Prescription Drug Abuse Aided by Family and Friends
One in seven American teenagers abuse prescription drugs. The drugs they abuse include prescription painkillers like hydrocodone, oxycodone or methadone. Some also abuse amphetamine-like medications often prescribed for symptoms that have been called attention disorders like Adderall or Ritalin; anti-anxiety drugs such as benzodiazepines; anti-depressants; anti-psychotics and all other prescription medications that are used for non-medical purposes.
In the United States, this abuse and its resultant enormous increase in accidental overdoses really escalated when new painkillers appeared on the market. There has been a 346% spike in deaths caused by overdoses from oxycodone alone from 2005 to 2010. In a recent article, the DEA estimated that seven million Americans abuse pharmaceuticals.
One startling fact is that many teens are finding the prescription drugs in their own family's or friend's medicine cabinet. The 2011 National Survey on Drug Use and Health found that more than seventy percent of prescription painkiller abusers are getting the drugs from friends or relatives, usually with permission and for free. Another finding from this survey showed that this trend is responsible for eleven U.S. deaths per day, on average, from oxycodone, methadone, hydrocodone, anti-anxiety pills of the benzodiazepine class and morphine.
When Drug Abuse Comes to Your Family
Statistics don't convey the heartache and sorrow that the families of these opiate addicts go through when they lose a loved one. Very often, according to the Centers for Disease Control and Prevention, overdose deaths are accidental and involve taking more than one drug or an opiate drug plus alcohol — a deadly combination.
When it is Time to Stop
If you suspect that your family member may be having a problem with drugs or alcohol, it is never too early to suggest that he or she get help from a reliable and safe drug rehab program. If you don't know if there is a problem, have a frank discussion with your family member. You may be saving his life. When it is time to quit, Narconon can help.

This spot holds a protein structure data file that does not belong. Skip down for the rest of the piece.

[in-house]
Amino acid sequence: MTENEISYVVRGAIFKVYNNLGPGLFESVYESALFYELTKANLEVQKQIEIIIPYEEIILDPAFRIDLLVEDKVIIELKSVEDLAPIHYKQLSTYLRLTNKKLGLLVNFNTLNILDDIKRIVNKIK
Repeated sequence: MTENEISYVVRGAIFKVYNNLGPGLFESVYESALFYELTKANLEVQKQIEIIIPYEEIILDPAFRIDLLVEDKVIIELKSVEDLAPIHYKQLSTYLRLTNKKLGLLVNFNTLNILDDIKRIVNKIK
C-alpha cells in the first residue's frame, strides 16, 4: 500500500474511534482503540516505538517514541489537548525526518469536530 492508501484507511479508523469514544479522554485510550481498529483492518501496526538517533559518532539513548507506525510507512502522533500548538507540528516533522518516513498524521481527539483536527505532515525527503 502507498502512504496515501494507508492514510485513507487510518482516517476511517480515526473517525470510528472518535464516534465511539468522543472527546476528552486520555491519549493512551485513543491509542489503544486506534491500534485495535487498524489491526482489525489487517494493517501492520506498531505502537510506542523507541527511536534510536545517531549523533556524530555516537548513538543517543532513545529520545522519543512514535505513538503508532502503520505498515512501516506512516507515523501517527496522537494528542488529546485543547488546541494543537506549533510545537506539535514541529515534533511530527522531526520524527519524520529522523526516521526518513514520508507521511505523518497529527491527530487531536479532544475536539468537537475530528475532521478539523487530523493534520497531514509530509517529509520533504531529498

Narconon Helps Families Deal with Prescription Drug Abuse
Although the prescription drug abuse epidemic is relatively new, people have been abusing drugs and having trouble getting off them for a long time. Since 1966, the Narconon drug and alcohol rehabilitation program has been helping people with drug problems find long-lasting sobriety and leave drugs behind. Over the past forty-six years, tens of thousands of people have gotten the help they needed at one of nearly fifty Narconon centers on six continents of the world.
The Narconon program includes eight focused steps to help the former drug user handle both the physical, mental and emotional aspects of drug abuse. The program uses no other drugs to help wean the person off the drugs he's been abusing. Remarkably, most people report that the techniques used in the Narconon program make giving up drugs surprisingly tolerable.
Mike Kicks His Prescription Drug Habit
Mike came to Narconon Arrowhead in Oklahoma after having tried unsuccessfully to quit abusing prescription drugs. He said, "Each time I'd try to quit using, I'd get so sick that I didn't care what I had to do to stop being sick." So he'd go back to using again.
Mike said that during the second half of the program at Narconon he started to feel better. "I started to have more energy; I felt better about myself and a lot of the guilt and depression because of my drug use was starting to lift; it was going away!"
He continued, "I beat my addiction to prescription medications. I no longer have to use them to function every day."
And when Mike finished the whole Narconon program he said, "My life felt complete again. After I finished the program, I was there. I have my family back. I have my life back. I have my daughter back. It's a feeling that can't be explained."
This could be the success for your family member. No matter what drug he or she is having trouble with, Narconon can help. Contact us today.
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- US prescription drug abuse abetted by family, friends -study, an article by David Morgan, available online at: http://www.reuters.com/article/2012/04/25/usa-healthcare-drugs-idUSL2E8FOG4M20120425
- Centers for Disease Control and Prevention, Opioids drive continued increase in drug overdose deaths. Press Release, February 20, 2013. Available online at: http://www.cdc.gov/media/releases/2013/p0220_drug_overdose_deaths.html
- National Survey of Drug Use and Health, US Substance Abuse and Mental Health Services Administration, 2011 Results, Available online at: http://www.samhsa.gov/data/NSDUH/2011SummNatFindDetTables/Index.aspx